Controlling Complex Light Propagation and Statistics
Date of Award
Doctor of Philosophy (PhD)
In this dissertation, a methodology for experimentally creating and controlling random light in free space and in diffusive media is presented. In free space, we develop and demonstrate the ability to arbitrarily customize the intensity statistics and spatial-correlations of spatially-incoherent light. First, we present a general method for customizing the intensity statistics of speckle patterns on a target plane. Specifically, we show that by judiciously modulating the phase-front of a monochromatic laser beam, we can experimentally generate speckle patterns with arbitrarily-tailored intensity probability-density functions. Then, we experimentally demonstrate and theoretically develop a general method for creating fully-developed speckles with strong ‘non-local’ intensity correlations. The tailored correlations are considered non-local because the functional form of the spatial intensity correlations can be arbitrarily manipulated without altering the field correlations. Afterward, we develop an experimental method for customizing the intensity probability density function of speckle patterns while simultaneously introducing non-local spatial correlations among the speckle grains. The various families of tailored speckle patterns -created by our general method- can exhibit radically different topologies, statistics, and variable degrees of spatial order. Irrespective of their distinct statistical properties, however, all of these speckles are created by appropriately encoding high-order correlations into the phase front of a monochromatic laser beam with a spatial light modulator. In addition to our experimental demonstration, we explore both the theoretical and practical limitations on the extent to which the intensity PDF and the spatial intensity correlations can be manipulated concurrently in a speckle pattern. Finally, we perform a proof of principle super-resolution imaging demonstration; where we design and create bespoke speckle patterns for parallelized nonlinear pattern-illumination microscopy based on fluorescence photoswitching. In our demonstration, we obtain a spatial resolution three times higher than the diffraction limit of the illumination optics in our setup. Furthermore, we show that tailored speckles vastly outperform standard speckles, and therefore, customized speckles are a potent tool in parallelized super-resolution microscopy. In diffusive media, we demonstrate the ability to coherently control wave transport through -and throughout- multiple scattering systems. We develop a unique experimental platform based on the synthesis of nanofabricated on-chip structures and interferometric wavefront-shaping. With our setup, we investigate the fluctuations and correlations of transmission eigenchannel depth profiles in optical diffusive media. Specifically, we find that the depth profiles of high-transmission eigenchannels exhibit low realization-to-realization fluctuations. Furthermore, our experimental and numerical studies reveal the existence of inter-channel correlations, which are significant for low-transmission eigenchannels. Next, using our experimental platform’s unparalleled access to the optical field inside on-chip diffusive structures; we introduce and experimentally investigate the deposition matrix, Z: which maps any input wavefront to its internal field distribution over a specific region. Concurrently, we develop a theoretical formalism to predict the ultimate limitations on energy deposition at any depth inside a diffusive medium. Finally, we introduce the remission matrix, R, which maps the wavefronts input over a finite region of a diffusive medium’s surface to the resulting diffusive waves re-emitted from a displaced region on the same surface. Furthermore, we experimentally demonstrated that remission eigenchannels can enhance the remitted signal strength without sacrificing the penetration-depth of the collected light.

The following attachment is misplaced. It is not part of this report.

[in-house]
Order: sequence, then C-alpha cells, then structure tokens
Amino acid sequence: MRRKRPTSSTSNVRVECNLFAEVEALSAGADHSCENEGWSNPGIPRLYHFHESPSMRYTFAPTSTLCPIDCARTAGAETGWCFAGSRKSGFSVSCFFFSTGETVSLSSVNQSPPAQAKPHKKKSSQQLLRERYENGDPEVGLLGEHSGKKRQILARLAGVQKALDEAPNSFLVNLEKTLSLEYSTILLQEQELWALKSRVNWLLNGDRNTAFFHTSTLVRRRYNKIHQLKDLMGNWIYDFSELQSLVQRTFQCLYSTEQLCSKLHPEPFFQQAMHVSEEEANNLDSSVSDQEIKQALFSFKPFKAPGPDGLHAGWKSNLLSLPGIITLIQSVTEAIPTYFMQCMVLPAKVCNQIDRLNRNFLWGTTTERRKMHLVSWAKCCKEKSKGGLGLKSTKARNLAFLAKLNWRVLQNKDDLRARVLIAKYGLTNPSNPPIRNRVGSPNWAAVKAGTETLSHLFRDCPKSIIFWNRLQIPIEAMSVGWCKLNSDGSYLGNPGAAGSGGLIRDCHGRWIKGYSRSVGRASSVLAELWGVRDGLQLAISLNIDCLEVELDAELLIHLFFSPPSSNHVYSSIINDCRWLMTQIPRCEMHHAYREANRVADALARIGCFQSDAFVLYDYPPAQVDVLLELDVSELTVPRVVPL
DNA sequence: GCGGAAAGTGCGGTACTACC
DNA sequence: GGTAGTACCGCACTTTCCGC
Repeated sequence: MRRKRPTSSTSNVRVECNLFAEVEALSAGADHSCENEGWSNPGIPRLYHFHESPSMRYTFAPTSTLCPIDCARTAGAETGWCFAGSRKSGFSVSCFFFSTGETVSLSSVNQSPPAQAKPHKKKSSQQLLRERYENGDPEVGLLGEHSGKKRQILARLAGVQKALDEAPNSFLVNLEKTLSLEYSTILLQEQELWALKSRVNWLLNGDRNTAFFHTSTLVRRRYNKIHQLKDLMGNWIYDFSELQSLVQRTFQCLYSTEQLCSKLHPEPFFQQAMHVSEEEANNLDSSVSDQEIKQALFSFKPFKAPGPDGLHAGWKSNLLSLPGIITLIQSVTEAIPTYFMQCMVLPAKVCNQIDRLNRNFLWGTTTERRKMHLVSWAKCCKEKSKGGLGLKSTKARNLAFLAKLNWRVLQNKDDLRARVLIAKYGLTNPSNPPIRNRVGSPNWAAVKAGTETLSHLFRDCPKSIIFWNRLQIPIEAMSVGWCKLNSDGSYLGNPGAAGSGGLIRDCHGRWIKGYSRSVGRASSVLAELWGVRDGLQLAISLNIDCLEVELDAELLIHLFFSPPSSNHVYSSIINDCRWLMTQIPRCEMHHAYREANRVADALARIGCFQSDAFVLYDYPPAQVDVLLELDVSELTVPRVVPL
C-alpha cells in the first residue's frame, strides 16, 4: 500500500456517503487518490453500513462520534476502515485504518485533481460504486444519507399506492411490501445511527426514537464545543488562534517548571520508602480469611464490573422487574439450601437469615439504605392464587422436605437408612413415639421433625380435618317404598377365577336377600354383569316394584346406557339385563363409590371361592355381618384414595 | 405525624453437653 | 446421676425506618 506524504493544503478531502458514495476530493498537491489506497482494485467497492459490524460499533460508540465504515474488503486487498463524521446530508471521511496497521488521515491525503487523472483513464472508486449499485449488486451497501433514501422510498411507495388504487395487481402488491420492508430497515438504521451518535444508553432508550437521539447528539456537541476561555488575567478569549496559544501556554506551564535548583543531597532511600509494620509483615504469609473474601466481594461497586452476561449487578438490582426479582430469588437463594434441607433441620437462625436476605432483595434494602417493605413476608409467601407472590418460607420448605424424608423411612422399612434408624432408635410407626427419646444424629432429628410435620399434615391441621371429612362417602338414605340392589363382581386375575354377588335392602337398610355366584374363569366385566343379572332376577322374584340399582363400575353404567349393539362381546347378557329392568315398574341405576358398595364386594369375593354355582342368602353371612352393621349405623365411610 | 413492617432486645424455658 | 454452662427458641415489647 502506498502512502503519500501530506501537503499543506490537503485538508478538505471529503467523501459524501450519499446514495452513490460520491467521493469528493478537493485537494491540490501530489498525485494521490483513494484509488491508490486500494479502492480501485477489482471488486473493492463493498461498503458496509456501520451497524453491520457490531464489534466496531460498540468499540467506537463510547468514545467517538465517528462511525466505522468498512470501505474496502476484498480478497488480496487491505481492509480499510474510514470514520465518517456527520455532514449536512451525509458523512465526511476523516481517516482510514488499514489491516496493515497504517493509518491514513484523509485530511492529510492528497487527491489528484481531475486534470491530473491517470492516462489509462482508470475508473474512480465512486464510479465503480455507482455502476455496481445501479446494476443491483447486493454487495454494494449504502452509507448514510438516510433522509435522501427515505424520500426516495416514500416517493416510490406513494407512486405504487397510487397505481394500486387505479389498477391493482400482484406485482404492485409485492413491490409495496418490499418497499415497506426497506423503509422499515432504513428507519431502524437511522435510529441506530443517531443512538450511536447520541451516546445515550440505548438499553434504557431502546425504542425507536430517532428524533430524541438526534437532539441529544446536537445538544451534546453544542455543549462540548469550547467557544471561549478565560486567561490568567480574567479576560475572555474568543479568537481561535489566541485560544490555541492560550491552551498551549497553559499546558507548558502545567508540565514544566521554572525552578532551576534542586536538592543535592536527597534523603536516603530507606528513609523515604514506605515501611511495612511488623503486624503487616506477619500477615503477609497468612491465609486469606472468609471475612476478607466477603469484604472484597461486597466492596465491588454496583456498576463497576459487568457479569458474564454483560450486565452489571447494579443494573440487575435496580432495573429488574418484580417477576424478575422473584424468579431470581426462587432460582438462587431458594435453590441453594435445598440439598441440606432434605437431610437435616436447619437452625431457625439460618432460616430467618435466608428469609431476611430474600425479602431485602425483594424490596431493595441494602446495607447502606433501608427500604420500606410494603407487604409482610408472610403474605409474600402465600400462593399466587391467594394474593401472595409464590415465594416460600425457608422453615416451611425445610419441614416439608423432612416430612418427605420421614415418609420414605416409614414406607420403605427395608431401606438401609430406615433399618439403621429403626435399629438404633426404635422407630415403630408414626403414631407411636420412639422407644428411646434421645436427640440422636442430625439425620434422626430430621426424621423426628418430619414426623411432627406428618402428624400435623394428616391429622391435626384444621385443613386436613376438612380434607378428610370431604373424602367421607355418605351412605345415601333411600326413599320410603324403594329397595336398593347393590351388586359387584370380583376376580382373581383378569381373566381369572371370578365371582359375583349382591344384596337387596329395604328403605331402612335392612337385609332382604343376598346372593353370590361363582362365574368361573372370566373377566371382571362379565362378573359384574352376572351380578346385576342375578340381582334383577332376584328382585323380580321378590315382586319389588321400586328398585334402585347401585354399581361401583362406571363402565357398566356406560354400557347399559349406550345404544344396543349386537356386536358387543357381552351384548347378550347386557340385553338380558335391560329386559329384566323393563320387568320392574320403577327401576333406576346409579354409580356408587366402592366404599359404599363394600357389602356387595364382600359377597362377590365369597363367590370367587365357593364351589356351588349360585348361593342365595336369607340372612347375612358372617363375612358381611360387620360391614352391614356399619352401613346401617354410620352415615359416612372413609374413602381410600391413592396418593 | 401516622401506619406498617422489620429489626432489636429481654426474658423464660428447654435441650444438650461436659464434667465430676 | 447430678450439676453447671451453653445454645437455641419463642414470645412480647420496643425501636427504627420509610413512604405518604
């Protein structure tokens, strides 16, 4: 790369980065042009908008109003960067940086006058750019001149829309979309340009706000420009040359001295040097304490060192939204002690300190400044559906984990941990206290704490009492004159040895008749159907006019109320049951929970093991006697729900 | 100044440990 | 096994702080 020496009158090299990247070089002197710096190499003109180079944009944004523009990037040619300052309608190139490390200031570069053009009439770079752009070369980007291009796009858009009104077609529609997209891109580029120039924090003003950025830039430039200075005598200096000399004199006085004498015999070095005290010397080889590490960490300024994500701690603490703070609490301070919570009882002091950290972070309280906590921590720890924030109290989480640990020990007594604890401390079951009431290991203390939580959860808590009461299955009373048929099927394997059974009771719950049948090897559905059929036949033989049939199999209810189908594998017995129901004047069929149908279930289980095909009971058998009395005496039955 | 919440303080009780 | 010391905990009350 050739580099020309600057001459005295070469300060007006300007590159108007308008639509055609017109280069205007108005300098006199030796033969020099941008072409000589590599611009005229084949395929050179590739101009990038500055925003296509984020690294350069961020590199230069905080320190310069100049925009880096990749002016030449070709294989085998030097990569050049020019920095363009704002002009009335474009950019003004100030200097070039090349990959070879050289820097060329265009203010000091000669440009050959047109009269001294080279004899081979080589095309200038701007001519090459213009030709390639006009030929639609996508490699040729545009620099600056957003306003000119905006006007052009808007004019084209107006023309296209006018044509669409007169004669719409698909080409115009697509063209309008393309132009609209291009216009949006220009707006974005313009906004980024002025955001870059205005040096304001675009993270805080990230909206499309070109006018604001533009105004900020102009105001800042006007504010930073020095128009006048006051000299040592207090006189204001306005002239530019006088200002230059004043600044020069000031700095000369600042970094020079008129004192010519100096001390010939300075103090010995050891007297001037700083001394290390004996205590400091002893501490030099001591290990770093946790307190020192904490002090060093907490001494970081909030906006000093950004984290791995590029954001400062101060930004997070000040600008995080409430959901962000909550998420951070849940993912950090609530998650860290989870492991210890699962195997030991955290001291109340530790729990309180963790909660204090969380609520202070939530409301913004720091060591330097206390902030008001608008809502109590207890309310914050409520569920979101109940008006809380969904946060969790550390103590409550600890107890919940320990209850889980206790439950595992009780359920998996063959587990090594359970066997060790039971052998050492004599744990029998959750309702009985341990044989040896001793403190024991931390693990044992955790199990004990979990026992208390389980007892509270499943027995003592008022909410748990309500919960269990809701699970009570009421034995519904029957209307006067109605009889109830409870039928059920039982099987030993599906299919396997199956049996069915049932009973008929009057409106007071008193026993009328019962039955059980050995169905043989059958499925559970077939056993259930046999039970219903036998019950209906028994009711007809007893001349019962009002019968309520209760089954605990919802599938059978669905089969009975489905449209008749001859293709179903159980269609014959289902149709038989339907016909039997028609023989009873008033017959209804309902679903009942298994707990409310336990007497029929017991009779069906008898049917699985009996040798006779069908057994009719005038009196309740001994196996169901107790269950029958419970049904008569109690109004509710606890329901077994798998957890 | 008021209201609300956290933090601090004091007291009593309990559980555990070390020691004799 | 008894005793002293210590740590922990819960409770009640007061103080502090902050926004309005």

bender, nicholas, "Controlling Complex Light Propagation and Statistics" (2021). Yale Graduate School of Arts and Sciences Dissertations. 301.